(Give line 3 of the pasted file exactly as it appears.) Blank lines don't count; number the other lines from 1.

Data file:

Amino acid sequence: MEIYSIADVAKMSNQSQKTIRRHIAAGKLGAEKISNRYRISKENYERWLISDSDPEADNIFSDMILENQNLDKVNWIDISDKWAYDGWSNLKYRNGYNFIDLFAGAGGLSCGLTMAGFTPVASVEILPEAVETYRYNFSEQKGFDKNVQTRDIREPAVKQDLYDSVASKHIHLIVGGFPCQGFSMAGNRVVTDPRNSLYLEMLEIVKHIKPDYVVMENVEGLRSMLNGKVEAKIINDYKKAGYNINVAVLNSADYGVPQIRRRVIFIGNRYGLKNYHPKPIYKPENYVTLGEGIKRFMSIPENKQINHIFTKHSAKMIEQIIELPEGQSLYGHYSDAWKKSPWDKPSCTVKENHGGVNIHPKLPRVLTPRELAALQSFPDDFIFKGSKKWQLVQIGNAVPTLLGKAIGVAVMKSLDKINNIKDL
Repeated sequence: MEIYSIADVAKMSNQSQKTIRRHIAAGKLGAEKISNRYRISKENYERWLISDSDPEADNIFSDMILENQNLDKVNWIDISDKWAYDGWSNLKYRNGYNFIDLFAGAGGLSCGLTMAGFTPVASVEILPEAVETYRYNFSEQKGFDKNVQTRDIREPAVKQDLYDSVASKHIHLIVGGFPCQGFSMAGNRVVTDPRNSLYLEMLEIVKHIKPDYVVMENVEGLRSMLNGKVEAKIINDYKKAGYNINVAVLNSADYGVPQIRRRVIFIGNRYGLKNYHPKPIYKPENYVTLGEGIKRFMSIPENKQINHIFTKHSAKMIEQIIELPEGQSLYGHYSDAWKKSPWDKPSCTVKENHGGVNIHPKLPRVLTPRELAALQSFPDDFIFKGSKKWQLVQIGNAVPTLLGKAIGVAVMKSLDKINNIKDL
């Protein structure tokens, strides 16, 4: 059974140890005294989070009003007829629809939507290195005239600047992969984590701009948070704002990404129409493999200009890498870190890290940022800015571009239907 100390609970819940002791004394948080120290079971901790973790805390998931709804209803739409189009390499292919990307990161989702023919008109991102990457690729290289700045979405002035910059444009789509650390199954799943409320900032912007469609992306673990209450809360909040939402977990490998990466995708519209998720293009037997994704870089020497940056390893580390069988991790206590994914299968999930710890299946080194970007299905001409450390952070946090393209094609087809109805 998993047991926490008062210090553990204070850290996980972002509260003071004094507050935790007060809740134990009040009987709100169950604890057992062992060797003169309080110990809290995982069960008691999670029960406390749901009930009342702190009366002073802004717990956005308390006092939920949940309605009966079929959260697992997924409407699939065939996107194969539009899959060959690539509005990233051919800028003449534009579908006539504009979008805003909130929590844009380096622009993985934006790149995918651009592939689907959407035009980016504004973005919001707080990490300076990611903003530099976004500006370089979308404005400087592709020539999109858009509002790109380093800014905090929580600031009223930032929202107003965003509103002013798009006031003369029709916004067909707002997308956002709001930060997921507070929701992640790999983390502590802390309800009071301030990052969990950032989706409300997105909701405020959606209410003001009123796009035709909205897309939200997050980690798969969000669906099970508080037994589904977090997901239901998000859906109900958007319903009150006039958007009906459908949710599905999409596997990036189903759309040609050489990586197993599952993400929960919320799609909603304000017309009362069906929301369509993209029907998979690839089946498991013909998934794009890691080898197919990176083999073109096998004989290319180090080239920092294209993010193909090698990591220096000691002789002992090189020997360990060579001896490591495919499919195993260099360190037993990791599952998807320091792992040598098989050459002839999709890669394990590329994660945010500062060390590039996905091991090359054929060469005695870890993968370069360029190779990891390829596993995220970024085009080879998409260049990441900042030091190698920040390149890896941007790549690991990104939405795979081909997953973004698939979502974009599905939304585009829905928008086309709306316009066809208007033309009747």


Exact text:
């Protein structure tokens, strides 16, 4: 059974140890005294989070009003007829629809939507290195005239600047992969984590701009948070704002990404129409493999200009890498870190890290940022800015571009239907 100390609970819940002791004394948080120290079971901790973790805390998931709804209803739409189009390499292919990307990161989702023919008109991102990457690729290289700045979405002035910059444009789509650390199954799943409320900032912007469609992306673990209450809360909040939402977990490998990466995708519209998720293009037997994704870089020497940056390893580390069988991790206590994914299968999930710890299946080194970007299905001409450390952070946090393209094609087809109805 998993047991926490008062210090553990204070850290996980972002509260003071004094507050935790007060809740134990009040009987709100169950604890057992062992060797003169309080110990809290995982069960008691999670029960406390749901009930009342702190009366002073802004717990956005308390006092939920949940309605009966079929959260697992997924409407699939065939996107194969539009899959060959690539509005990233051919800028003449534009579908006539504009979008805003909130929590844009380096622009993985934006790149995918651009592939689907959407035009980016504004973005919001707080990490300076990611903003530099976004500006370089979308404005400087592709020539999109858009509002790109380093800014905090929580600031009223930032929202107003965003509103002013798009006031003369029709916004067909707002997308956002709001930060997921507070929701992640790999983390502590802390309800009071301030990052969990950032989706409300997105909701405020959606209410003001009123796009035709909205897309939200997050980690798969969000669906099970508080037994589904977090997901239901998000859906109900958007319903009150006039958007009906459908949710599905999409596997990036189903759309040609050489990586197993599952993400929960919320799609909603304000017309009362069906929301369509993209029907998979690839089946498991013909998934794009890691080898197919990176083999073109096998004989290319180090080239920092294209993010193909090698990591220096000691002789002992090189020997360990060579001896490591495919499919195993260099360190037993990791599952998807320091792992040598098989050459002839999709890669394990590329994660945010500062060390590039996905091991090359054929060469005695870890993968370069360029190779990891390829596993995220970024085009080879998409260049990441900042030091190698920040390149890896941007790549690991990104939405795979081909997953973004698939979502974009599905939304585009829905928008086309709306316009066809208007033309009747």